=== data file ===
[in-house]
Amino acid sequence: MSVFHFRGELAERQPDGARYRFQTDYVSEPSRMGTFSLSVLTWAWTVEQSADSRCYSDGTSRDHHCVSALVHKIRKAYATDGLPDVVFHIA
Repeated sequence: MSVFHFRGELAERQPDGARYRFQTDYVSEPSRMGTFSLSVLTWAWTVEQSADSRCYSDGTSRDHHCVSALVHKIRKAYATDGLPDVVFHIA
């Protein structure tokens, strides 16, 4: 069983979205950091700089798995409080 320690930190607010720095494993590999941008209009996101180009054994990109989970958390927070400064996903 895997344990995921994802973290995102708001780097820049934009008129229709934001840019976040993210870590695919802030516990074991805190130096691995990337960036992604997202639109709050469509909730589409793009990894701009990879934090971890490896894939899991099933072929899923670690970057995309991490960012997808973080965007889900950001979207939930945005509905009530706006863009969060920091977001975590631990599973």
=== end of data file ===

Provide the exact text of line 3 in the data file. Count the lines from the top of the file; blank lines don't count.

Repeated sequence: MSVFHFRGELAERQPDGARYRFQTDYVSEPSRMGTFSLSVLTWAWTVEQSADSRCYSDGTSRDHHCVSALVHKIRKAYATDGLPDVVFHIA